And … let’s talk about choosing characters in Rift!


How time flies when you’re having fun in betas. Before you know it, tomorrow is head start day for Rift and even though I’m run off my feet at the moment with flu (which sucks, don’t get it!) and various other games such as the Darkspore beta and Tuesday night Spreadsheet-Pirates I have been getting increasingly excited to play Rift over the various betas.

I respect bloggers like Tipa’s decision to avoid beta so that everything is new at release, but at the same time it has helped me to decide which souls I love and to get to know some of the people in my Rift guild, mostly made up of friends from LOTRO and twitter. (Incidentally, I disagree wholeheartedly with Ravious on the faction coolness factor on the grounds that … Defiants get to ride robo-mechanical-horses. It doesn’t get cooler than that!)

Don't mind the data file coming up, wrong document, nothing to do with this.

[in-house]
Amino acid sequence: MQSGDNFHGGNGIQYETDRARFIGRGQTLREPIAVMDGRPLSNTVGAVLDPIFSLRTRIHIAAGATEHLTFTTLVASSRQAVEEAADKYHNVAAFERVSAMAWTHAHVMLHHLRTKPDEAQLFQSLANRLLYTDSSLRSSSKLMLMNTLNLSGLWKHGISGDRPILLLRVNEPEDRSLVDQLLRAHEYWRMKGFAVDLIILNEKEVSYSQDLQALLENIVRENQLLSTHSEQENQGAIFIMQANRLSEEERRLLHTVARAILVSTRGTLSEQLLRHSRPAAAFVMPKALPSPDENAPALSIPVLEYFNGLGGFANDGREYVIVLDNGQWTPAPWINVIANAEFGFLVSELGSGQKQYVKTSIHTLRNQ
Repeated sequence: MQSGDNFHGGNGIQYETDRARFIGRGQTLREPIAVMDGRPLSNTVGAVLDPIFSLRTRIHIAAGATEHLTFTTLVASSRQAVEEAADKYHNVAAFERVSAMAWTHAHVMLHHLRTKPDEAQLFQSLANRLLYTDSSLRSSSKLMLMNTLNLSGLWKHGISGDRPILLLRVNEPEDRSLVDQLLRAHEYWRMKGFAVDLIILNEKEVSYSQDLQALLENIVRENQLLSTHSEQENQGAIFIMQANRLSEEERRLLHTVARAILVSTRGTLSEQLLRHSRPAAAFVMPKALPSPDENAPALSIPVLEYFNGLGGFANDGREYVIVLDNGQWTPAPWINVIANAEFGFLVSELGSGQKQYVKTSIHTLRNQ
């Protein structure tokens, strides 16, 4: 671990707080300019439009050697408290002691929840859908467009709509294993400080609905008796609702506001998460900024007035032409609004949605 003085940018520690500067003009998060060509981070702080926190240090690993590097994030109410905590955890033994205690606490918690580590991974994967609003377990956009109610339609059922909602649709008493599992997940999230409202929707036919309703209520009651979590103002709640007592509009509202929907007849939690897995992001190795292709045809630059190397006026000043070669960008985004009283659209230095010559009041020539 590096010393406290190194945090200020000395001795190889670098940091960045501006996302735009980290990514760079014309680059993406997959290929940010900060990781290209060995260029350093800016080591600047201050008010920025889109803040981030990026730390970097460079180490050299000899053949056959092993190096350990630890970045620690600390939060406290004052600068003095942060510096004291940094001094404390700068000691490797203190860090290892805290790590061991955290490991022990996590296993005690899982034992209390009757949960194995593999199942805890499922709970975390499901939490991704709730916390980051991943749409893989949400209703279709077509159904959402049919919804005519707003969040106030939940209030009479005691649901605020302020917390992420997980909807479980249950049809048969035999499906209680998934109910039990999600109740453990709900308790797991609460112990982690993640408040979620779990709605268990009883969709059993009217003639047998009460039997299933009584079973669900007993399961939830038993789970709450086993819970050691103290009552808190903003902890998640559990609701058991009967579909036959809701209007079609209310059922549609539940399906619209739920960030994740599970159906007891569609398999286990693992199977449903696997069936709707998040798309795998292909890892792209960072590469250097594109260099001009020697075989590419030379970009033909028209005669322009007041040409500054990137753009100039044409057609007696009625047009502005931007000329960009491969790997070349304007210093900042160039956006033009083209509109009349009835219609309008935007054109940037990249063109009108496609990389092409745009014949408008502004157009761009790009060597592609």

I was getting very confused over classes and souls until I decided to just try and remake a class I’d enjoyed from a different game. In DaoC, my sorceress was a master of AE Crowd Control, used lots of dots and lifetaps, could charm pets and had a run speed buff.

I ditched the pet idea instantly because I never really liked being stuck with a pet and started a new character as a Dominator/ Warlock. Suddenly it clicked. What I’m finding now is that I love the Warlock so I’ll use that as primary/ secondary in some kind of dps build and then maybe add Chloromancer/ Warlock as a main healer build. That still leaves the possibility of a heavy CC build for PvP.

In many ways, ‘choosing’ a character is wrong word for Rift character generation. Designing a character would be closer to how it works in practice.